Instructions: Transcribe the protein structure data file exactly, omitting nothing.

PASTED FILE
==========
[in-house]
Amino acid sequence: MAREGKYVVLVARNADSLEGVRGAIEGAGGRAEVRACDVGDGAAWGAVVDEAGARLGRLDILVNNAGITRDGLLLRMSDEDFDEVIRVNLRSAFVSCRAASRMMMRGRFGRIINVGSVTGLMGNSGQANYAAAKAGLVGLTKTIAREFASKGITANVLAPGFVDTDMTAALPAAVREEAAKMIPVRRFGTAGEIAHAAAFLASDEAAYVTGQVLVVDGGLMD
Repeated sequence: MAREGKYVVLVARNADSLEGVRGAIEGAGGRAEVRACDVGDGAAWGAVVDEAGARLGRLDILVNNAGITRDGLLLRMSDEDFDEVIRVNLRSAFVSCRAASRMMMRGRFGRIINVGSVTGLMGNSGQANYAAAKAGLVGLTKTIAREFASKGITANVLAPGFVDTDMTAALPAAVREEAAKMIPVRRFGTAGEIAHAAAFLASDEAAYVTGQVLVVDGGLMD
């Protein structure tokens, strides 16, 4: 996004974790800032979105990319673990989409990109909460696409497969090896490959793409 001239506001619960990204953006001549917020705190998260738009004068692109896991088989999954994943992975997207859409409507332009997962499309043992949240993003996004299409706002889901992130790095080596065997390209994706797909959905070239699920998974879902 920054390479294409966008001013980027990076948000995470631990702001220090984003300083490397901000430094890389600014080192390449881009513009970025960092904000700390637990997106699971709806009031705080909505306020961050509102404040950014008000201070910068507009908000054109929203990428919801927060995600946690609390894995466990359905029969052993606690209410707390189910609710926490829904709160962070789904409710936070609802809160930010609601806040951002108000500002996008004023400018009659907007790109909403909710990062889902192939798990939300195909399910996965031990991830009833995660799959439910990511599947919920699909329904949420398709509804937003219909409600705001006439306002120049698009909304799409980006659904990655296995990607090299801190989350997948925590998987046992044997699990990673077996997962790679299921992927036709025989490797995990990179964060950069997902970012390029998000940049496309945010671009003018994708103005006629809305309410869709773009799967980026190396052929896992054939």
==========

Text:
[in-house]
Amino acid sequence: MAREGKYVVLVARNADSLEGVRGAIEGAGGRAEVRACDVGDGAAWGAVVDEAGARLGRLDILVNNAGITRDGLLLRMSDEDFDEVIRVNLRSAFVSCRAASRMMMRGRFGRIINVGSVTGLMGNSGQANYAAAKAGLVGLTKTIAREFASKGITANVLAPGFVDTDMTAALPAAVREEAAKMIPVRRFGTAGEIAHAAAFLASDEAAYVTGQVLVVDGGLMD
Repeated sequence: MAREGKYVVLVARNADSLEGVRGAIEGAGGRAEVRACDVGDGAAWGAVVDEAGARLGRLDILVNNAGITRDGLLLRMSDEDFDEVIRVNLRSAFVSCRAASRMMMRGRFGRIINVGSVTGLMGNSGQANYAAAKAGLVGLTKTIAREFASKGITANVLAPGFVDTDMTAALPAAVREEAAKMIPVRRFGTAGEIAHAAAFLASDEAAYVTGQVLVVDGGLMD
């Protein structure tokens, strides 16, 4: 996004974790800032979105990319673990989409990109909460696409497969090896490959793409 001239506001619960990204953006001549917020705190998260738009004068692109896991088989999954994943992975997207859409409507332009997962499309043992949240993003996004299409706002889901992130790095080596065997390209994706797909959905070239699920998974879902 920054390479294409966008001013980027990076948000995470631990702001220090984003300083490397901000430094890389600014080192390449881009513009970025960092904000700390637990997106699971709806009031705080909505306020961050509102404040950014008000201070910068507009908000054109929203990428919801927060995600946690609390894995466990359905029969052993606690209410707390189910609710926490829904709160962070789904409710936070609802809160930010609601806040951002108000500002996008004023400018009659907007790109909403909710990062889902192939798990939300195909399910996965031990991830009833995660799959439910990511599947919920699909329904949420398709509804937003219909409600705001006439306002120049698009909304799409980006659904990655296995990607090299801190989350997948925590998987046992044997699990990673077996997962790679299921992927036709025989490797995990990179964060950069997902970012390029998000940049496309945010671009003018994708103005006629809305309410869709773009799967980026190396052929896992054939």